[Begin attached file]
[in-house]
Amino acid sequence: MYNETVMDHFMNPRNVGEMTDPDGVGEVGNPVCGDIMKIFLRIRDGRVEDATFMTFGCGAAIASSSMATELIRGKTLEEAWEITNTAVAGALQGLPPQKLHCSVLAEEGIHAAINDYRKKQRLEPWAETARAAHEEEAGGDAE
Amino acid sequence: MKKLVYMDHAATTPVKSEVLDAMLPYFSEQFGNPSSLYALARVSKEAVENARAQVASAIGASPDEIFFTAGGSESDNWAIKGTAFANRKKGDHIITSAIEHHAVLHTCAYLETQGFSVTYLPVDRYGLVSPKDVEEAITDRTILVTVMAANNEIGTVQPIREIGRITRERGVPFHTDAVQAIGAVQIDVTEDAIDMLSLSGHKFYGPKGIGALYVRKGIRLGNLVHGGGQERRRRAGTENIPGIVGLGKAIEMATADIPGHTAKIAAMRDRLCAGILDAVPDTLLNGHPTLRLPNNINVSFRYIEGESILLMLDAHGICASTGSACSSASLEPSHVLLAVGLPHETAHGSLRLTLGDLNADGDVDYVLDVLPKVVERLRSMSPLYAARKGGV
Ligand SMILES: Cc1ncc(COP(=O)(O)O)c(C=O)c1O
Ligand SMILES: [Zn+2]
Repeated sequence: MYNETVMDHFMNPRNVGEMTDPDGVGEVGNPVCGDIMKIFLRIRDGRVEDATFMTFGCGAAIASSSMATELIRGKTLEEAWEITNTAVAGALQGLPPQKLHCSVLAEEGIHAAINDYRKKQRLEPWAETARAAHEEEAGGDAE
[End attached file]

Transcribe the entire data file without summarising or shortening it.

[in-house]
Amino acid sequence: MYNETVMDHFMNPRNVGEMTDPDGVGEVGNPVCGDIMKIFLRIRDGRVEDATFMTFGCGAAIASSSMATELIRGKTLEEAWEITNTAVAGALQGLPPQKLHCSVLAEEGIHAAINDYRKKQRLEPWAETARAAHEEEAGGDAE
Amino acid sequence: MKKLVYMDHAATTPVKSEVLDAMLPYFSEQFGNPSSLYALARVSKEAVENARAQVASAIGASPDEIFFTAGGSESDNWAIKGTAFANRKKGDHIITSAIEHHAVLHTCAYLETQGFSVTYLPVDRYGLVSPKDVEEAITDRTILVTVMAANNEIGTVQPIREIGRITRERGVPFHTDAVQAIGAVQIDVTEDAIDMLSLSGHKFYGPKGIGALYVRKGIRLGNLVHGGGQERRRRAGTENIPGIVGLGKAIEMATADIPGHTAKIAAMRDRLCAGILDAVPDTLLNGHPTLRLPNNINVSFRYIEGESILLMLDAHGICASTGSACSSASLEPSHVLLAVGLPHETAHGSLRLTLGDLNADGDVDYVLDVLPKVVERLRSMSPLYAARKGGV
Ligand SMILES: Cc1ncc(COP(=O)(O)O)c(C=O)c1O
Ligand SMILES: [Zn+2]
Repeated sequence: MYNETVMDHFMNPRNVGEMTDPDGVGEVGNPVCGDIMKIFLRIRDGRVEDATFMTFGCGAAIASSSMATELIRGKTLEEAWEITNTAVAGALQGLPPQKLHCSVLAEEGIHAAINDYRKKQRLEPWAETARAAHEEEAGGDAE